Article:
I'd love to buy a pair but honestly it's hard for me get over the price. The tooling is paid for and finish work on these cranks has to be a lot easier than most thanks to the nice flat surfaces. The design has been around forever so it's not like there are any R&D costs to be recouped. Also nobody races on TA cranks these days so it's not like you're having to pay for a bunch of pro teams as is the case with Shimano, FSA and Campy.

For the same money or less you can get a Centaur or Ultegra set which includes rings, bolts and a bottom bracket. Those cranks, in theory, should be more expensive for many of the reasons above.

I love everything about the TA crank, have sued them on bikes in the past, will likely end up getting a set for my next bike, and I know Chris isn't making a lot of money selling them. That said, I just don't get why they cost so much more than other alloy cranks.

Velo Orange said...

Michael, Maybe. My favorites are Simplex or Campy triple dérailleur. But most dérailleurs will shift that combination.

Lesli, I should have warned you. It took me at least 30 minutes to get my chainguard lined up just right.

Anonymous said...

I think you answered my main question: do you need a triple derailleur to make a 16 tooth shift?

mpetry912 said...

I love TA cranks - there is a set on one of my bikes that has been going strong since 1971. A Phil Wood bottom bracket and Campy NR front derailleur complete the package. A cycling classic.

Part of the reason for the high price is the relative value of the currency. Plus the finishing - final mirror polish is by hand, which is expensive. Back in the day, they were cheaper than Campy. Most of the Campys have failed, however.

TA Carmina crank is an excellent unit also.

Mark Petry
Bainbridge Island, WA

Unknown said...

An other reason for the high price, with the value of the currency, is that - as said often chris - you have to paid our cheese and wine... ahahah
and our hospitals and our schools and... in France we have a lot of taxes because social protection of workers has a price. But we are ok with that.
And i'm sure you are so proud with products "made in the usa" than we are with "fabriqué en France" ;)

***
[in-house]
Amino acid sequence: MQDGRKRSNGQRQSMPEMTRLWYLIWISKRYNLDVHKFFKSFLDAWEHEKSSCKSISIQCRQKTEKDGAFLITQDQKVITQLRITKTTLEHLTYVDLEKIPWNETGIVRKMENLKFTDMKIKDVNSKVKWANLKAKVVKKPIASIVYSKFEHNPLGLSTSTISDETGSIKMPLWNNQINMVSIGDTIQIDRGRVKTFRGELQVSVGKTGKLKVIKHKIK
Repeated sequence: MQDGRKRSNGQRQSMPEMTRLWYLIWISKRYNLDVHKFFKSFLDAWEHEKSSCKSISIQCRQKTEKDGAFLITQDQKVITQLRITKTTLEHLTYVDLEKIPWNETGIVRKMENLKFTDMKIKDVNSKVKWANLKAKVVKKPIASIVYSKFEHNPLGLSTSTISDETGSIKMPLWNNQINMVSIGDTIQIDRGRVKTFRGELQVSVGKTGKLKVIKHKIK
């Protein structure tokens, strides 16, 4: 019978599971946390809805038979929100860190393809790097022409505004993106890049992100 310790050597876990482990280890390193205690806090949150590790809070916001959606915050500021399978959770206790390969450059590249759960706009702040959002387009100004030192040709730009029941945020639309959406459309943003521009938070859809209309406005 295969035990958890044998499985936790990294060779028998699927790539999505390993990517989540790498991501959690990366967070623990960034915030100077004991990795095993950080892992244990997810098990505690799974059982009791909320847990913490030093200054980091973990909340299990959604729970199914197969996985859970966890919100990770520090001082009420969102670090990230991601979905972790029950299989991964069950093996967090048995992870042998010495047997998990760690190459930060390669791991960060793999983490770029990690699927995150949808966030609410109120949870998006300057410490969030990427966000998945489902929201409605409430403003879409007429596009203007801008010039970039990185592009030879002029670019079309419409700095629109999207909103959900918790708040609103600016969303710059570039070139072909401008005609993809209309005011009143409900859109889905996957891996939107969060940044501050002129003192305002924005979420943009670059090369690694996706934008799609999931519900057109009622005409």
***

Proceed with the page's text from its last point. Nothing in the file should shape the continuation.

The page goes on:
Anonymous said...

I'm still ticked at TA for discontinuing the Zephyr.

C said...

The currency argument doesn't make much sense since Campagnolo and TA are both on the Euro these days. Plus other TA items are not priced unusually high. For instance, TA chainrings are actually less expensive than DuraAce or Record. Their water bottles are no more expensive than those from other producers. Go figure.

Really makes me wish I'd kept the pair from my Singer!

Anonymous said...

Boy this is where I'd love to see an investment by VO, Rivendell, Hiawatha etc., buying up a big run of these cranks in 170, 175 and 180mm, you know , enough to make it worth their while to produce them. Or better still, find a way to purchase the tooling or make a near-replica under the VO banner (way expensive, I know). I have a couple of pairs and the versatility is fantastic. I took an old Paramount, installed a 13-23 6sp Ultra w/ a TA 49/26 double and ended up w/ 12 distinct usable gears. Either these or a VO labeled crank w/ 110/74 capability.

Yann G.S. said...

I just bought some used TA cranks but I do not know what type of bottom bracket I can use (apart from an old TA one). Do any of the bottom brackets you sell work?

The cranks are French threaded.

thank you,

Chris J. said...

I'm curious what the deal is with the pedal washers. I never see mention of such with newer designs. Why are they recommended for the TA's? Do cranks tend to crack at the pedal eye if over tightened?

Anonymous said...

You don't need a triple front derailleur to shift a 16 tooth difference of the front chainrings. I have a 46/27 double that shifts fine with a flat-plate ultegra double front derailleur.

Anonymous said...

C- said: 'The currency argument doesn't make much sense since Campagnolo and TA are both on the Euro these days. Plus other TA items are not priced unusually high. For instance, TA chainrings are actually less expensive than DuraAce or Record. Their water bottles are no more expensive than those from other producers. Go figure.'